Best of 2019: David Brickman’s Best Films of the Year
Well, I’m a little late to the party, but I have a couple of good excuses – and, anyway, at least I get to publish my list before the Oscars are announced this evening. Proud to say, this year I actually saw every Best Picture nominee (and all but one in an actual movie theater – the one being Joker, which I caught on DVD the day after it was released in that format).
As usual, I have a quibble or three with the Academy, but it looks like the front-runner this year is 1917, which is also my top pick, so you never know. Following right behind, however, is a film that got zero notice from the Academy (though some critics gave it due props), which is sadly ironic in that it’s an all-black production that easily deserved the attention and could have helped to save the annual hue and cry about Oscars-so-white if it had been properly recognized.
Instead, The Last Black Man in San Francisco is this year’s most-overlooked movie at Oscar time (see my full review here). Honestly, I’m not cynical enough to think that Academy voters disregard good material just because the people who made it are black; rather, I think they are simply too self involved to be able to appreciate a lot of fare that isn’t right up their alley – hence, outstanding non-traditional or foreign material often gets overlooked.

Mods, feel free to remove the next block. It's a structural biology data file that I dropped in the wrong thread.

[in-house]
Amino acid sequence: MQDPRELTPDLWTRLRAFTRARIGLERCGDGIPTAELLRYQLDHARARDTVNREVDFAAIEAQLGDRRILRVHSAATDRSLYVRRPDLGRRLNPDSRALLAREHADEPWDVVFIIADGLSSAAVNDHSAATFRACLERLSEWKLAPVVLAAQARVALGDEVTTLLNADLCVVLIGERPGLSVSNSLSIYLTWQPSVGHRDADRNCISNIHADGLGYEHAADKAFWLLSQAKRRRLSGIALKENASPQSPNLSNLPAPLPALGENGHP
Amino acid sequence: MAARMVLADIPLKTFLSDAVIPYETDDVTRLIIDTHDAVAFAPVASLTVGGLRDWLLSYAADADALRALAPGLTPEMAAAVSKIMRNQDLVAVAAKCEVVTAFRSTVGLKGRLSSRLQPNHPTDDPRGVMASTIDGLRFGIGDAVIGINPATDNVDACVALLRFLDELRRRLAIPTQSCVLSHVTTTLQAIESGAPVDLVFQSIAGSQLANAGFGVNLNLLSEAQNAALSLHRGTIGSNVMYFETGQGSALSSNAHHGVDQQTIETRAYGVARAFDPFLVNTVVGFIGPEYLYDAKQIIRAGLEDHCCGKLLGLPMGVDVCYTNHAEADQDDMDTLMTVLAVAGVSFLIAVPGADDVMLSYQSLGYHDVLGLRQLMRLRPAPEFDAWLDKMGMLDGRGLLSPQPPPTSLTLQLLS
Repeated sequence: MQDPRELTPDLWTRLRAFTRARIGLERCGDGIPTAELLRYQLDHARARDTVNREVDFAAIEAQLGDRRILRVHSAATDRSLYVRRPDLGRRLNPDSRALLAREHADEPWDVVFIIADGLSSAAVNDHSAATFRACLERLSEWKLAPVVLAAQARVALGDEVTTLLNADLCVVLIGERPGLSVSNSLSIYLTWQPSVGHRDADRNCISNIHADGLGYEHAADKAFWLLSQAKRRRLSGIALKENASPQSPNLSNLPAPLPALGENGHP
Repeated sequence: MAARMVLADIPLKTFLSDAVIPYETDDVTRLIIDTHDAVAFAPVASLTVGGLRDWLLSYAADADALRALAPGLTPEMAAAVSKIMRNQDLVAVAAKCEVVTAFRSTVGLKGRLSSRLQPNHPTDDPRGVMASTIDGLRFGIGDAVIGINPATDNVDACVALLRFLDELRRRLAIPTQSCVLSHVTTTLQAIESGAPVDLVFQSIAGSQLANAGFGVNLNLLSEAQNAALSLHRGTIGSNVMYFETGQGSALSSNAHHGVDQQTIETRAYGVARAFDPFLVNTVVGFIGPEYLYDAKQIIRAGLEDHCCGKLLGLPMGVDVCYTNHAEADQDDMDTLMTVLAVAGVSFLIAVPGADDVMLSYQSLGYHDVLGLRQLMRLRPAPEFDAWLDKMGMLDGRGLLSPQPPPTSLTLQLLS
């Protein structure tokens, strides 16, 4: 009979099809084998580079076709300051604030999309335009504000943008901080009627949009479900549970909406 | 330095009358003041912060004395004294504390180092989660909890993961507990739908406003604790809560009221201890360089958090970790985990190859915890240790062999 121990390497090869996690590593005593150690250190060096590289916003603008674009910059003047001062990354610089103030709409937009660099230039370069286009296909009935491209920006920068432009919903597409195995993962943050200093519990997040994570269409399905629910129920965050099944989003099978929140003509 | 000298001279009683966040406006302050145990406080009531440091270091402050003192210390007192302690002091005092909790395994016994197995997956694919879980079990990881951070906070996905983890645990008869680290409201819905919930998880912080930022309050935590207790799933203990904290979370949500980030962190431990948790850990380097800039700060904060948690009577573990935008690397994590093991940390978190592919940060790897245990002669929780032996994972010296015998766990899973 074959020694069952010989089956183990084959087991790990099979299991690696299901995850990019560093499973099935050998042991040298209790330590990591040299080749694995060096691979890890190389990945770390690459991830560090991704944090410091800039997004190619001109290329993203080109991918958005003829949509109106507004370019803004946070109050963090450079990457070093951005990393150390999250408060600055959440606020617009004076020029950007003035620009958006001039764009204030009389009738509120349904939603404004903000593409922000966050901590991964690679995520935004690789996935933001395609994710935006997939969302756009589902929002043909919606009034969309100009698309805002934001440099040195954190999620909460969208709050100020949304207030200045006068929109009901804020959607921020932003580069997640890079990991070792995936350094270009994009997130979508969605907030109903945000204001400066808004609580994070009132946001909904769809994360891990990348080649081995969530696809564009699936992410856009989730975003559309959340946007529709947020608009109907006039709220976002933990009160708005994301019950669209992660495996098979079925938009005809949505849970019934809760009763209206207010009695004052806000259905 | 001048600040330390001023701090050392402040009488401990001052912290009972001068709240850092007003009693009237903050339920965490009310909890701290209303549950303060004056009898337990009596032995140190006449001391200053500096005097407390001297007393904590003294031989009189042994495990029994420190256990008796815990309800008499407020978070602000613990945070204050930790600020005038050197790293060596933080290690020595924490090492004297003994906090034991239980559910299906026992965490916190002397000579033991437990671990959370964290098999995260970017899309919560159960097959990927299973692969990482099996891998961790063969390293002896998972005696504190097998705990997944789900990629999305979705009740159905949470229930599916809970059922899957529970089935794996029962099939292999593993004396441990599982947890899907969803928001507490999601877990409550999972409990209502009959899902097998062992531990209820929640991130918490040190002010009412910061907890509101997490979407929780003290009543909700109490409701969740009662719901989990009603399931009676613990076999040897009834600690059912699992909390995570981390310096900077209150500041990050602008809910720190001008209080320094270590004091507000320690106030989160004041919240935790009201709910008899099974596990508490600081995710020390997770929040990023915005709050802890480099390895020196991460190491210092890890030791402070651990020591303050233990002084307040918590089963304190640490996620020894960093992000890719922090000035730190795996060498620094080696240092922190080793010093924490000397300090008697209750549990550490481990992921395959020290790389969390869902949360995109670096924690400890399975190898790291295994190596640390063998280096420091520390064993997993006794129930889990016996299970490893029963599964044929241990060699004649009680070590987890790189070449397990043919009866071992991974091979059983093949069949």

That said, you may notice that the much-ballyhooed Korean film Parasite didn’t make my short list (though its Oscar success may have helped the Academy dodge the racism bullet this year). I acknowledge that Parasite is extremely well made, but it is too brutally dehumanizing for my taste. I’ve gotten the impression that many people found its class-struggle story to be groundbreaking – however, 2018’s Japanese production Shoplifters told a very similar story, while humanizing all its subjects, which to me was both more difficult and much more worthwhile. (Then again, a movie-savvy friend told me that Parasite was his favorite film of 2019 and Shoplifters his favorite of 2018, so maybe I’m just confused.)
Other films that the Academy liked more than I did were Ford v. Ferrari, which told a very good story, but in such a drawn-out fashion and with so much time spent inside a race car that I got bored (despite great performances by Christian Bale, Tracy Letts, and others, as well as a lot of unsubtitled but perfectly executed Italian dialogue – a surprise treat for me); and Little Women, which also featured some very good acting but was almost unbearably twee and, at times, so anachronistic as to be groan-inducing.